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Ethnographic Essay Examples

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Essay Examples


Gang Membership: Conflict Theory and the Rational Choice Theory


Words: 1824 (8 pages)

This paper will discuss various research correlating the delinquent behavior of gang membership, Conflict theory and the Rational Choice theory. An explanation will be given explaining how these theories account for the existence of said behavior. An in depth look at the two theories will cover the history and significance to the juvenile justice system….

How Cultural Norms Shape the Experiences of Students in American Schools

Cultural Anthropology


Words: 1029 (5 pages)

The United States’ population is densely white, the majority of policy makers are straight white males, and American educators are heavily straight white women; this results in people of color being disproportionately underrepresented in American schools. Consequently, kids in schools are not given the chance to succeed in the way they would if there were…

Sibling Care and Kinship in Immigrant Families


Words: 1502 (7 pages)

Human, a kind of primates, can be defined as a social animals. It means that human live in groups with several members, so called “family”. With the evolution in thousands of years, human formed a relatively perfect system in kinship. However, this system will be changed by the time and the living environment. Sibling care…

Ethnography for Marketing and Consumer Research


Words: 2243 (9 pages)

This case involves Xerox, a global brand recognized for their document and printing technology products. With the rapid socio-technological advances happening daily, Xerox sought to better understand the impact that these changes would have on the use of paper, printing, and electronic documents. Modern technology, with mobile devices and broadband internet access, has given people…

An Evolution of Ethnographic Film in its Depiction of the Other


Words: 2297 (10 pages)

As film has become a medium for anthropologists to present their conclusions to the world, problems have arisen because of our association of the camera lens with the unmediated view of the eye. In contrast with a written article where a reader can really stop to think about what is being presented, the film-viewer must…

Cyprus: Bicommunal Activism and Its Influence


Words: 1119 (5 pages)

A qualitative research design was chosen in order to conduct an exploratory research on the question “In which way does Bicommunal Activism influence the Cyprus-Issue on Societal and Political Level?”. This approach allowed a less restricted and broader research (Maxwell 2008: 214ff) on a topic which offers limited literature on dynamics and opinions within the…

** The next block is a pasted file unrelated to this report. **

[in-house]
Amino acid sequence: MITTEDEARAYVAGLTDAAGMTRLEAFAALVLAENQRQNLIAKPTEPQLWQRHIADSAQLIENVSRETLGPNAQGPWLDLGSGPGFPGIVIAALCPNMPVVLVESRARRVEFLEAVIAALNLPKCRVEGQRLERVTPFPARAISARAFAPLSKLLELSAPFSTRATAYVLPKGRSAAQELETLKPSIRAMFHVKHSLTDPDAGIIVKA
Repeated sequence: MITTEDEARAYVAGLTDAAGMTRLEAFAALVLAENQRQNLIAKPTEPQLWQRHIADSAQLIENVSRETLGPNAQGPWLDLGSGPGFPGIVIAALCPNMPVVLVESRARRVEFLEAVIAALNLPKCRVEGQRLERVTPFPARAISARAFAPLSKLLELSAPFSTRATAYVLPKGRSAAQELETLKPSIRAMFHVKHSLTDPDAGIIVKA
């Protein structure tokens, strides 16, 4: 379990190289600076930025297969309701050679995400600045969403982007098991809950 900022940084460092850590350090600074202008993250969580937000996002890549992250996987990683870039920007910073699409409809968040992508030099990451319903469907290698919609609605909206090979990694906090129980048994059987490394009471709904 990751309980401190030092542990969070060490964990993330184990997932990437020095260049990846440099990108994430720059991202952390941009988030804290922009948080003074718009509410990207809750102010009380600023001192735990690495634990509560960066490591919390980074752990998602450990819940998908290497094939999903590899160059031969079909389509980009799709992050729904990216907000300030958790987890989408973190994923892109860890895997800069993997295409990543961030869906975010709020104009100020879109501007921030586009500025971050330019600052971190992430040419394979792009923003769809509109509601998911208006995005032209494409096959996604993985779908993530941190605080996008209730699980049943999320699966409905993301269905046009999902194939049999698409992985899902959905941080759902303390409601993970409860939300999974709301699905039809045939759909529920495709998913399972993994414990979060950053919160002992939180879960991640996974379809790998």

Writing Women’s World by Lila Abu-Lughod


Words: 1016 (5 pages)

Writing Women’s World, by Lila Abu-Lughod, is an ethnography which shows a description about the lives of women in a small Bedouin community in Egypt. The women would tell their stories to Abu Lughod, she is an American anthropologist who study the social construct of Bedouin community and the relationship between women and men. Abu-…

The Hall of African People


Words: 1115 (5 pages)

Rather frequently, diversified indigenous civilizations of Africa appear indistinguishable in museums that structure their cultural exhibits through a Western hegemonic perspective. That is to say, each society’s cultural significance is presented solely in the dominate interpretation of a western ethnographer. The Hall of African People in the Museum of Natural History has transcended its ethnographic…

Ethnography as Qualitative Market Research Method


Words: 2317 (10 pages)

With markets changing and society constantly evolving, people’s interests and the things they seek also change on a daily basis. The very dynamic nature of the workplace and consumerism is the essence of how old methods slowly fade out as new ideas become introduced. Through technological innovations and modern research, new products are created and…


What are the key elements of a Ethnographic essay

There are four key elements of a successful ethnographic essay: fieldwork, observation, writing, and analysis. Fieldwork is the process of gathering data through direct observation and interaction with people in their natural environment. Observation is the process of taking detailed notes on what you see and hear during your fieldwork. Writing is the process of organizing your observations into a coherent essay. Analysis is the process of interpreting your data and drawing conclusions about your subject.

General Essay Structure for this Topic

  1. Introduction To Ethnographic Research
  2. What Is Ethnographic Research?
  3. The History Of Ethnographic Research
  4. The Benefits Of Ethnographic Research
  5. The Methods Of Ethnographic Research
  6. The Advantages Of Ethnographic Research
  7. The Disadvantages Of Ethnographic Research
  8. The Future Of Ethnographic Research
  9. The Impact Of Ethnographic Research
  10. The Applications Of Ethnographic Research

Frequently Asked Questions about Ethnographic

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What is a ethnographic example?
A classic example of ethnographic research would be an anthropologist traveling to an island, living within the society on said island for years, and researching its people and culture through a process of sustained observation and participation.

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